In these 2 volumes, historian Yuval Harari, reviews the successive transformations of humanity and human civilizations from small bands of hunter-gatherers, through the agrarian and industrial revolutions to today’s scientific revolution while reflecting on what it means to be human. Our collective belief in abstract stories like money, corporations, nations and religions enables human cooperation on a large scale and differentiates us from all other animals. Today’s discussion will focus on a possible transition from the humanist values of individual freedoms and “free will” to a disturbing dystopian future where individualism is devalued and people are managed by artificially intelligent systems. This transition is enabled by reductions in Famine, plague and war that have historically motivated human behavior. Further advances in biotechnology, psychology and computer science could produce a superhuman elite having the resources and opportunity to benefit directly from technological enhancements while leaving the majority of humankind behind.Allard's suggested discussion questions:
1. Does technology, social stratification and empire enhance the human experience? Are we happier than hunter-gatherers?Harari quotes from an interview in The Guardian (19March2017):
2. What is humanism?
3. Are people really just the sum of their biological algorithms?
4. When will we trust artificial intelligence? Is AI the inevitable next evolutionary step?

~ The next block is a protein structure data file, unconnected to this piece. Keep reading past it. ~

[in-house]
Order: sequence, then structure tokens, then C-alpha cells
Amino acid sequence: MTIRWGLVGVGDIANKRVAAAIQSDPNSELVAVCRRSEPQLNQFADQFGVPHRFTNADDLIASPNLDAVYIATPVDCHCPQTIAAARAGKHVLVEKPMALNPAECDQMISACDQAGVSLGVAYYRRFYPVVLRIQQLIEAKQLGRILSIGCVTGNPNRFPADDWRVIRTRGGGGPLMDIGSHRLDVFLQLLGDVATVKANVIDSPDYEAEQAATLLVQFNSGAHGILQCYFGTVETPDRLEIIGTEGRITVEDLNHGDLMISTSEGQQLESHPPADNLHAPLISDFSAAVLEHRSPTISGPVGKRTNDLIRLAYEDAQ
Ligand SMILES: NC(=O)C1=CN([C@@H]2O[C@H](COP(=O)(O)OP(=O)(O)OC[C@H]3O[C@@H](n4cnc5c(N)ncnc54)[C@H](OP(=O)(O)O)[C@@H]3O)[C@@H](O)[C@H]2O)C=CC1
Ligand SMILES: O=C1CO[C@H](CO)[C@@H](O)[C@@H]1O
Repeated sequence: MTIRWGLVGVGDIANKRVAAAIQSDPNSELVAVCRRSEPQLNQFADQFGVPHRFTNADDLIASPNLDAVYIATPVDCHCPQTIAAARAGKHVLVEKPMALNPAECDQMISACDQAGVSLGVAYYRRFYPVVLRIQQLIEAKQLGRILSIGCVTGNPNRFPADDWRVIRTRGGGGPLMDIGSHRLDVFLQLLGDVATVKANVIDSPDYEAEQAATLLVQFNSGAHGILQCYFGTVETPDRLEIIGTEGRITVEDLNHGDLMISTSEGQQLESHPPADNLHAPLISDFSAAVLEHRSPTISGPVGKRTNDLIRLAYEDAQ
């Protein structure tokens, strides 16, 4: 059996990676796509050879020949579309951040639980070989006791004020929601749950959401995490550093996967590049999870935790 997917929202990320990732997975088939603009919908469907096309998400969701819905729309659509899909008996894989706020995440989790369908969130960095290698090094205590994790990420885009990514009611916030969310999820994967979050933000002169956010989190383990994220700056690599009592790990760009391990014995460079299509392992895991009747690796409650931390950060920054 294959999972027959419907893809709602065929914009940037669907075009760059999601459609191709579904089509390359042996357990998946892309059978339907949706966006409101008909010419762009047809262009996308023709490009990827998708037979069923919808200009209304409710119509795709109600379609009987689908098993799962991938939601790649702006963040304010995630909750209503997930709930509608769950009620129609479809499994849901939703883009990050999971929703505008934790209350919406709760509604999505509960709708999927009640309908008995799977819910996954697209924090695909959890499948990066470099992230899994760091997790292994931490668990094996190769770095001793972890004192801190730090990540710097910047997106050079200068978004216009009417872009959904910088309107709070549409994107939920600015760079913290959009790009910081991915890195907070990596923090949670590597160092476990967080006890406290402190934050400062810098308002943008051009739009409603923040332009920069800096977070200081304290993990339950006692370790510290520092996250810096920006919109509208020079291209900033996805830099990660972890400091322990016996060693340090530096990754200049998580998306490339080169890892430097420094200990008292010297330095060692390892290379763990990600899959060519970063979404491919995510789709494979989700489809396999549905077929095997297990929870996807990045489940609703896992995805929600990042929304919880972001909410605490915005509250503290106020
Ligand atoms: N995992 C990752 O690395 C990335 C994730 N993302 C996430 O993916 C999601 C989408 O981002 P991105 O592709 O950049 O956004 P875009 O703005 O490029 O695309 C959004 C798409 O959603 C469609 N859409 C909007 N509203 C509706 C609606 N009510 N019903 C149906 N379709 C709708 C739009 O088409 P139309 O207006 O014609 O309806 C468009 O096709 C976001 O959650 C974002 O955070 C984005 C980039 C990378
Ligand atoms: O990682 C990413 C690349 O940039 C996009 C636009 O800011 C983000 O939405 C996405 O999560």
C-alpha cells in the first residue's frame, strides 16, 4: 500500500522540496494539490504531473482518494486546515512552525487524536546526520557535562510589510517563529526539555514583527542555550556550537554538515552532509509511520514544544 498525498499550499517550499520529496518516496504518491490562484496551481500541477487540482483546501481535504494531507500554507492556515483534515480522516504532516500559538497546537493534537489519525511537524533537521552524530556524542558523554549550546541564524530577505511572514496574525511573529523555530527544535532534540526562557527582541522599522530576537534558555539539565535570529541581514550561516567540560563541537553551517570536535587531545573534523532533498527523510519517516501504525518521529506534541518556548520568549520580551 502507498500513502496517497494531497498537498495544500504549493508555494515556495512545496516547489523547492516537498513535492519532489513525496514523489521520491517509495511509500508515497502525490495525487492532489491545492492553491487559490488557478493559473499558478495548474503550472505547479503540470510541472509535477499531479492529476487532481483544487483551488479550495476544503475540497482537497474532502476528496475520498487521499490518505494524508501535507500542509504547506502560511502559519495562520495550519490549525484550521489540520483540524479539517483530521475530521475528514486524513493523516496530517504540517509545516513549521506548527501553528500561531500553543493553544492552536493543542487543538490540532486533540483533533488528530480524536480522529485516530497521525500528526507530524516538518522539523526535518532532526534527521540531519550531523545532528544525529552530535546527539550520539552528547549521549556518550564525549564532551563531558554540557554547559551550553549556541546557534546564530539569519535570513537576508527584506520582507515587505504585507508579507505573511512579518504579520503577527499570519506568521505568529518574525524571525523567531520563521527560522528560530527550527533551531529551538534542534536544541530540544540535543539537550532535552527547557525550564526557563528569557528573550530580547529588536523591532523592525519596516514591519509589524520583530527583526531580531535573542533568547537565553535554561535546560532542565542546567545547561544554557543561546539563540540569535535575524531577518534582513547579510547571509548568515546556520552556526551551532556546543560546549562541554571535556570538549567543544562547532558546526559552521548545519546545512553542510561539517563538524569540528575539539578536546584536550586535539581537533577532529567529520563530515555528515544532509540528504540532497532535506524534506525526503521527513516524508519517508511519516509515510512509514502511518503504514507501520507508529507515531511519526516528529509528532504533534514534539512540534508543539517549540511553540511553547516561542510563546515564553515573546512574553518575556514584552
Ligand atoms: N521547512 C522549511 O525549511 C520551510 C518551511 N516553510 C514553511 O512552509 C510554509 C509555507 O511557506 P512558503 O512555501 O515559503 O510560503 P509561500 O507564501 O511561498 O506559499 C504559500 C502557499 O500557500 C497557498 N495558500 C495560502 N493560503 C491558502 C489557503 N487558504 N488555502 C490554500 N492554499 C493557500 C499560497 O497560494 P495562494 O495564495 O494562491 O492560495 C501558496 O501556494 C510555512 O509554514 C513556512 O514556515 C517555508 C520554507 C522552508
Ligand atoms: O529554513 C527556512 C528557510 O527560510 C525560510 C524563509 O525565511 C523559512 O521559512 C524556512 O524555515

5. What do we (humans) really want the future to be? What are our transcendent values?
Humanity’s biggest myth? “gaining more power over the world, over the environment, we will be able to make ourselves happier and more satisfied with life. Looking again from a perspective of thousands of years, we have gained enormous power over the world and it doesn’t seem to make people significantly more satisfied than in the stone age.”
On Morality: “we are very close to really having divine powers of creation and destruction. The future of the entire ecological system and the future of the whole of life is really now in our hands. And what to do with it is an ethical question and also a scientific question.”
On Inequality: “With the new revolution in artificial intelligence and biotechnology, there is a danger that again all the power and benefits will be monopolised by a very small elite, and most people will end up worse off than before.”
On timing: “I think that Homo sapiens as we know them will probably disappear within a century or so, not destroyed by killer robots or things like that, but changed and upgraded with biotechnology and artificial intelligence into something else, into something different.”
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